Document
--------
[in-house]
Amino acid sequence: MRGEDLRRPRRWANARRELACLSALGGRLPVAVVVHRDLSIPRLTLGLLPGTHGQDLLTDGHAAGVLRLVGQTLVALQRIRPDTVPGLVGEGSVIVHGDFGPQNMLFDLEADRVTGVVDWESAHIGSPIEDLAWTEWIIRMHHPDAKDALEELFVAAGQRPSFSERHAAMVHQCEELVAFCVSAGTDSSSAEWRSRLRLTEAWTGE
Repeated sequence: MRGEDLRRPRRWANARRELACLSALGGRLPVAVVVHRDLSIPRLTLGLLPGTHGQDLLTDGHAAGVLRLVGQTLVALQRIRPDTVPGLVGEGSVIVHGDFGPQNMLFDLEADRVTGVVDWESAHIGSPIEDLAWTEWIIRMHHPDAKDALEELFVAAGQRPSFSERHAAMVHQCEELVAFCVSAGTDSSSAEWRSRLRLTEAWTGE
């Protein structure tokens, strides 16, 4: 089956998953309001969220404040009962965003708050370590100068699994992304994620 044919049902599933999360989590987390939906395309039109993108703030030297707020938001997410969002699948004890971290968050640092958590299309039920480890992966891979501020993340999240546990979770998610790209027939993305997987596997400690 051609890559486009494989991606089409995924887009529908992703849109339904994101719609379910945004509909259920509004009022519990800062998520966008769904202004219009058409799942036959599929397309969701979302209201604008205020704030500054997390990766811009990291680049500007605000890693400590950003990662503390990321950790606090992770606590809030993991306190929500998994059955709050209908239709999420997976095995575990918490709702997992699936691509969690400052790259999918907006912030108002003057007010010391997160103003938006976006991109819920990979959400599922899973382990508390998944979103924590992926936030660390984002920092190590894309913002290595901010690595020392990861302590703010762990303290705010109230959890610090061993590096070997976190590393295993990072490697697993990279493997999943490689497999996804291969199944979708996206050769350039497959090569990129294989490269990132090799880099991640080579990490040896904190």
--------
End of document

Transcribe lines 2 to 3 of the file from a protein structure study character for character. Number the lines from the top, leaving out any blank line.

Amino acid sequence: MRGEDLRRPRRWANARRELACLSALGGRLPVAVVVHRDLSIPRLTLGLLPGTHGQDLLTDGHAAGVLRLVGQTLVALQRIRPDTVPGLVGEGSVIVHGDFGPQNMLFDLEADRVTGVVDWESAHIGSPIEDLAWTEWIIRMHHPDAKDALEELFVAAGQRPSFSERHAAMVHQCEELVAFCVSAGTDSSSAEWRSRLRLTEAWTGE
Repeated sequence: MRGEDLRRPRRWANARRELACLSALGGRLPVAVVVHRDLSIPRLTLGLLPGTHGQDLLTDGHAAGVLRLVGQTLVALQRIRPDTVPGLVGEGSVIVHGDFGPQNMLFDLEADRVTGVVDWESAHIGSPIEDLAWTEWIIRMHHPDAKDALEELFVAAGQRPSFSERHAAMVHQCEELVAFCVSAGTDSSSAEWRSRLRLTEAWTGE